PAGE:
Casino Control Commission Chair Makes Herself a One-Person Tropicana Audit Committee

December 19, 2009 – In The News
Press of Atlantic City

Two years ago, the Casino Control Commission pulled Tropicana’s gaming license, giving rise to a complaint for the lack of an appointed independent audit committee. In response, Commission Chair Linda Kassekert has appointed herself the casino’s audit committee, even though no such authorization to do so exists in casino law.

New role for state

Nicholas Casiello said that in the absence of Casino Control Act language addressing possible service by a commission member on or as an independent audit committee, Kassekert’s service seems to be what’s known in law as a case of first impression — an interpretation of law that has never arisen before.

“There has never been a situation like this before in the history of Atlantic City, and when there is no precedent and no clear guidance in the statute, regulators have the discretion to implement the policies of the act in the manner in which they see fit,” Casiello said.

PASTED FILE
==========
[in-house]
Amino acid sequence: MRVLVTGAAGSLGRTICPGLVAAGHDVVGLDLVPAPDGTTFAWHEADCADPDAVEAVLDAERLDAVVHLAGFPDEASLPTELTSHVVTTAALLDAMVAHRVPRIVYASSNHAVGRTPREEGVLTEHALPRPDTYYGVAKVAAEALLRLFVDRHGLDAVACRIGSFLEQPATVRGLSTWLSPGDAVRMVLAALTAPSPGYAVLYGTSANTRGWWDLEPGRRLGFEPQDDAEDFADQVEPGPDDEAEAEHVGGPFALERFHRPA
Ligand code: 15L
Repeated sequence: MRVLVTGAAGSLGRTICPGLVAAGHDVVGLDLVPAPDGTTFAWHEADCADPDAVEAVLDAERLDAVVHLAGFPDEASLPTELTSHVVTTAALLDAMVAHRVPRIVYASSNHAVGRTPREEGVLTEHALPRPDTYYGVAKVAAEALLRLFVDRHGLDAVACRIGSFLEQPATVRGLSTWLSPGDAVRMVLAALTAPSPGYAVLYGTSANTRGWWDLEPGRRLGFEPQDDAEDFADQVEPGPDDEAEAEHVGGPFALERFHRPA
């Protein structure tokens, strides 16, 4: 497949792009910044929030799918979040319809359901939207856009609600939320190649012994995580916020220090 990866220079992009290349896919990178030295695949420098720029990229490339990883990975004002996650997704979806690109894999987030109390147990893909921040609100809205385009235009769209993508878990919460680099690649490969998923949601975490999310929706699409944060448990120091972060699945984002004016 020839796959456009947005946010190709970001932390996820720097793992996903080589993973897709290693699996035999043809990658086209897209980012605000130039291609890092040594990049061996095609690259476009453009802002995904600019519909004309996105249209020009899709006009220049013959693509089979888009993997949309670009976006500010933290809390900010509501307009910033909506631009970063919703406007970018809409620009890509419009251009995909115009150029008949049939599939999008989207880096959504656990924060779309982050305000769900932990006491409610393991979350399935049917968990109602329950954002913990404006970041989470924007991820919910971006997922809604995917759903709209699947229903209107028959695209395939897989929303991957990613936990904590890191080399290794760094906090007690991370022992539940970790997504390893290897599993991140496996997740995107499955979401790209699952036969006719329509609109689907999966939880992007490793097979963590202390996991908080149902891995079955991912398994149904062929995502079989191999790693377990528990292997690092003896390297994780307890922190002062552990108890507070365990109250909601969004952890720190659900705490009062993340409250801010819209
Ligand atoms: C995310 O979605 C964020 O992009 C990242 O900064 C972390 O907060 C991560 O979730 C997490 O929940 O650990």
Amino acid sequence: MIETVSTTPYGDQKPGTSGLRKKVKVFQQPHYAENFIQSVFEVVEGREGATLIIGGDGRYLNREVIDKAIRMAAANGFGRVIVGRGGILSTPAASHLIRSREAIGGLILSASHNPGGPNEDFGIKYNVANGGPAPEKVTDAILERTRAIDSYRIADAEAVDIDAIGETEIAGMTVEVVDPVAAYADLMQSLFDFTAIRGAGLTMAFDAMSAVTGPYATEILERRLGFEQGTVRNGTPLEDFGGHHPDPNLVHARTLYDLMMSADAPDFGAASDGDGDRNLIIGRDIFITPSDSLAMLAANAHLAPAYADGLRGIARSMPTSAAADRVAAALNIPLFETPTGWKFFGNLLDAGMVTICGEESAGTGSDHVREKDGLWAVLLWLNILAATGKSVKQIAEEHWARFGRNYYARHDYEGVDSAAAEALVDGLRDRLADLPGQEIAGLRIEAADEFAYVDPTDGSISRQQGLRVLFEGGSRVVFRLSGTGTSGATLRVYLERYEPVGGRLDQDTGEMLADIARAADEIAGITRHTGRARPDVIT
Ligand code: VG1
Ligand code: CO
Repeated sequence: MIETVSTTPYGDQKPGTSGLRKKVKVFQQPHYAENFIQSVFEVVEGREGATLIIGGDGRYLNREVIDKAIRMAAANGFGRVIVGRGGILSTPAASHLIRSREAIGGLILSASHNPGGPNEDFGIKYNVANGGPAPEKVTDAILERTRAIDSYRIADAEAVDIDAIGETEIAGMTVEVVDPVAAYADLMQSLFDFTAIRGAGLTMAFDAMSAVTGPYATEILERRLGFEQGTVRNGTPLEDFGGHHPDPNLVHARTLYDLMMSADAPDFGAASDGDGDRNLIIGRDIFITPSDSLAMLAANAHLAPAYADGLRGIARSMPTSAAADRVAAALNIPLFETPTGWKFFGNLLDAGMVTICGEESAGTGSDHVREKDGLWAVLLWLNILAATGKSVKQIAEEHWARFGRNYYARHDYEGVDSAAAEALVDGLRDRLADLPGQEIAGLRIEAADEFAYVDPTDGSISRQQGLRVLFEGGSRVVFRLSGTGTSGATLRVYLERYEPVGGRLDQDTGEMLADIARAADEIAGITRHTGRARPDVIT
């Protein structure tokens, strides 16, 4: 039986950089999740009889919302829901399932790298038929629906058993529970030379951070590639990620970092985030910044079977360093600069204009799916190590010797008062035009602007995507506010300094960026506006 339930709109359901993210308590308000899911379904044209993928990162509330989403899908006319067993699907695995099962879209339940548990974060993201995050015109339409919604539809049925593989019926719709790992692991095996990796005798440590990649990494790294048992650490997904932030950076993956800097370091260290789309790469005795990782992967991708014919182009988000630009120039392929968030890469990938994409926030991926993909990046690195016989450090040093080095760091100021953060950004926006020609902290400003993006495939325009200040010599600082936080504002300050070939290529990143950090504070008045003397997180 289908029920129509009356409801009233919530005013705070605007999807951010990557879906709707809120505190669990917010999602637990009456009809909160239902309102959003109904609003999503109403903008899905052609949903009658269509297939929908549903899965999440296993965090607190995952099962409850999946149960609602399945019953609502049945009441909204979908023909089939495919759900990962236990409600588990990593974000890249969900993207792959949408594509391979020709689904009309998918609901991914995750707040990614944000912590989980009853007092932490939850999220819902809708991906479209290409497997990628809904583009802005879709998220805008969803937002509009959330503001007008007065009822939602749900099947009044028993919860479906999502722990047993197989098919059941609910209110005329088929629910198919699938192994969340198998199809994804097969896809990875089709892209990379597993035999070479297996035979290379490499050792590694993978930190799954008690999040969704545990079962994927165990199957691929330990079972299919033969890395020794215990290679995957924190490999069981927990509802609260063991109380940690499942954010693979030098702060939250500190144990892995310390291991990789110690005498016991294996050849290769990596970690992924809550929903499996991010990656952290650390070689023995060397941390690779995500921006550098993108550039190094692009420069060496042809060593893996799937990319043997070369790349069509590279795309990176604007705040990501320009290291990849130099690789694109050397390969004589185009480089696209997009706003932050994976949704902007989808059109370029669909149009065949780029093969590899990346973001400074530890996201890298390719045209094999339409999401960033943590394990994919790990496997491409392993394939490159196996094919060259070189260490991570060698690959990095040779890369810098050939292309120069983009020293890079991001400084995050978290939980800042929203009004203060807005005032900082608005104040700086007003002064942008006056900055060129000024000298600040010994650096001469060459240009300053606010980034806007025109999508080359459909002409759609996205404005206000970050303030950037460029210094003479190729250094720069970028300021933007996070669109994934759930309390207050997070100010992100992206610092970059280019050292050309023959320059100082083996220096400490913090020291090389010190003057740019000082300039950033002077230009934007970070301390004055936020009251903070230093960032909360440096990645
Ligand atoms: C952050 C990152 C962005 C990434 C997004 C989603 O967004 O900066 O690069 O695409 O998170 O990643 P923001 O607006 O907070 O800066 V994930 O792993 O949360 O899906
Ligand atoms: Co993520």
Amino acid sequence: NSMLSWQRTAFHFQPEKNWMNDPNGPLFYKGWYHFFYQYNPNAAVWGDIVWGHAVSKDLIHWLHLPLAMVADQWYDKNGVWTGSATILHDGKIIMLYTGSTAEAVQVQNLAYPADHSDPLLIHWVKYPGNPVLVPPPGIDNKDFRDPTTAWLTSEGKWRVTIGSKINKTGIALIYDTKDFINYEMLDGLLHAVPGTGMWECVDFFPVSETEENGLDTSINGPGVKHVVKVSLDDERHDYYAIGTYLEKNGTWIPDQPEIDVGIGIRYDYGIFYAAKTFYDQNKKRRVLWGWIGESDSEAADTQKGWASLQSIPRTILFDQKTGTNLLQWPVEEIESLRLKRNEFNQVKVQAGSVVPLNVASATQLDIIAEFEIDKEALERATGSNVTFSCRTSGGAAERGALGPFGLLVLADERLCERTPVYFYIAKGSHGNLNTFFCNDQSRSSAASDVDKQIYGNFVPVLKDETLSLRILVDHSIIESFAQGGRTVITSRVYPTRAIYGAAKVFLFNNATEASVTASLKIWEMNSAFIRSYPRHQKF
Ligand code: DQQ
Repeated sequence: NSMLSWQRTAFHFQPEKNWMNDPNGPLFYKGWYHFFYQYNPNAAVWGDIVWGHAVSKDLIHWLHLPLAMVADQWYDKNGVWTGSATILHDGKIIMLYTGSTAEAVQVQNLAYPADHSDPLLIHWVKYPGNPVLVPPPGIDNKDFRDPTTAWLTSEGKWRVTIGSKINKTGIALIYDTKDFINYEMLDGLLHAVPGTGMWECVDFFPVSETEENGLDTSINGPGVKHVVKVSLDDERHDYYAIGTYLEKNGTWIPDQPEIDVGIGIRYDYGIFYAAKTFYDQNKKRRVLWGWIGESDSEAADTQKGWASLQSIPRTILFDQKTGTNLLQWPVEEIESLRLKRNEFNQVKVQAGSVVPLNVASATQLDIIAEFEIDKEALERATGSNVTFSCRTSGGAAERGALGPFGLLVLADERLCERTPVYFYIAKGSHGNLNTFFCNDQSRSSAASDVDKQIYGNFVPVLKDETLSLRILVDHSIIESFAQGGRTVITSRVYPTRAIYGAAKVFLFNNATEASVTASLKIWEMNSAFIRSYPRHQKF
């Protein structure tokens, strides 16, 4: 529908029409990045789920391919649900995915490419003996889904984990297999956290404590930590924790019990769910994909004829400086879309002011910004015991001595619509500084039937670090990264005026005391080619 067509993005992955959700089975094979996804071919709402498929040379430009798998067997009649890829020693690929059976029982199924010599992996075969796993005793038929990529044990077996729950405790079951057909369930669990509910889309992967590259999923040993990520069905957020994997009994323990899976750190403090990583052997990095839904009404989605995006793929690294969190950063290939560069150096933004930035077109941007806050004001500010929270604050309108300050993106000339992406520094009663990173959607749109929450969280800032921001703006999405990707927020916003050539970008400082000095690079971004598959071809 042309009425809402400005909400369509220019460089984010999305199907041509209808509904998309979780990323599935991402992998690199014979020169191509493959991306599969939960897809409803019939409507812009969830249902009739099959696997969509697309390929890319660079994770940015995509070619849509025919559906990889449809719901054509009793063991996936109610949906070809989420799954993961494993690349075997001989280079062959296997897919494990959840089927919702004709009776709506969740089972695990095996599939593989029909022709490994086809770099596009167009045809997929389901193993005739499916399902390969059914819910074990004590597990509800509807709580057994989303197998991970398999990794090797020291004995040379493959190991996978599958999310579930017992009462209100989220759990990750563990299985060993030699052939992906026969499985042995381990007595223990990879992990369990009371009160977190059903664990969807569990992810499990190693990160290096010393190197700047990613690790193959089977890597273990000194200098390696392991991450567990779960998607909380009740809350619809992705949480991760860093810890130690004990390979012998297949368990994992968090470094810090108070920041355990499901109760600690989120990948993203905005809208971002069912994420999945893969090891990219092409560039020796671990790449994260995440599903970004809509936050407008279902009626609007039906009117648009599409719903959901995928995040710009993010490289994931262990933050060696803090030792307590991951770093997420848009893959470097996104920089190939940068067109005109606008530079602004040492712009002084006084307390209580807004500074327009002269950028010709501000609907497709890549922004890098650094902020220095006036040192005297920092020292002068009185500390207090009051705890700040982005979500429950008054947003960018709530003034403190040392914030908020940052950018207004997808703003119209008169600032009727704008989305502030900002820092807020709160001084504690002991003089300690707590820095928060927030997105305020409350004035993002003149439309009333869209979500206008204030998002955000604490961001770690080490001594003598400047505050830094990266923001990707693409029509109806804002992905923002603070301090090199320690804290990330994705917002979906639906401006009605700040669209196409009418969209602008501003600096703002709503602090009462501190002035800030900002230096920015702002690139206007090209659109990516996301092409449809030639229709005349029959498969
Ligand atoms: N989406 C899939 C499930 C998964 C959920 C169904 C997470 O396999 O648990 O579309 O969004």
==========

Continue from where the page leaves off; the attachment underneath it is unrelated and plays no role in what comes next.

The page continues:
A conflict loophole

Conflict of interests can arise when former Division of Gaming Enforcement and casino commission employees work in the gaming industry, which is why state law requires two years before these employees can enter into the gaming industry.

Casiello said that except for a secretary, no one leaving the Division of Gaming Enforcement or Casino Control Commission could work for a casino for two years.

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